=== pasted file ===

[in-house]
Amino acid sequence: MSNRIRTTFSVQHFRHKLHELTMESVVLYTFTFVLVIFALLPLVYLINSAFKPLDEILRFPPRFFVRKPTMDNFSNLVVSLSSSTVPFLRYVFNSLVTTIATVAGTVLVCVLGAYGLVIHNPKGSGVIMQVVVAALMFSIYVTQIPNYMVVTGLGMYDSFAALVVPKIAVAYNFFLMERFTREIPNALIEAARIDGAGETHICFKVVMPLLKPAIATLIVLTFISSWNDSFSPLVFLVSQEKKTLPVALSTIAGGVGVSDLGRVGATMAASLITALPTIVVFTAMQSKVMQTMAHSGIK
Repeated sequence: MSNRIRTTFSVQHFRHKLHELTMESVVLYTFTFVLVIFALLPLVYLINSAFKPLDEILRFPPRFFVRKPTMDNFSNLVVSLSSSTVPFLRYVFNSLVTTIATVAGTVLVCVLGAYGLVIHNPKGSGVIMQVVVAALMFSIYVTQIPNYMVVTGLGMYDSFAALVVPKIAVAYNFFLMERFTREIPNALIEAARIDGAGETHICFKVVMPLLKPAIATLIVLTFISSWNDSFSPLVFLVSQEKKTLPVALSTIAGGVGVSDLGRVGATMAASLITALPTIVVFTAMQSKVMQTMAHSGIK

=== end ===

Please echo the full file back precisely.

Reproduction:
[in-house]
Amino acid sequence: MSNRIRTTFSVQHFRHKLHELTMESVVLYTFTFVLVIFALLPLVYLINSAFKPLDEILRFPPRFFVRKPTMDNFSNLVVSLSSSTVPFLRYVFNSLVTTIATVAGTVLVCVLGAYGLVIHNPKGSGVIMQVVVAALMFSIYVTQIPNYMVVTGLGMYDSFAALVVPKIAVAYNFFLMERFTREIPNALIEAARIDGAGETHICFKVVMPLLKPAIATLIVLTFISSWNDSFSPLVFLVSQEKKTLPVALSTIAGGVGVSDLGRVGATMAASLITALPTIVVFTAMQSKVMQTMAHSGIK
Repeated sequence: MSNRIRTTFSVQHFRHKLHELTMESVVLYTFTFVLVIFALLPLVYLINSAFKPLDEILRFPPRFFVRKPTMDNFSNLVVSLSSSTVPFLRYVFNSLVTTIATVAGTVLVCVLGAYGLVIHNPKGSGVIMQVVVAALMFSIYVTQIPNYMVVTGLGMYDSFAALVVPKIAVAYNFFLMERFTREIPNALIEAARIDGAGETHICFKVVMPLLKPAIATLIVLTFISSWNDSFSPLVFLVSQEKKTLPVALSTIAGGVGVSDLGRVGATMAASLITALPTIVVFTAMQSKVMQTMAHSGIK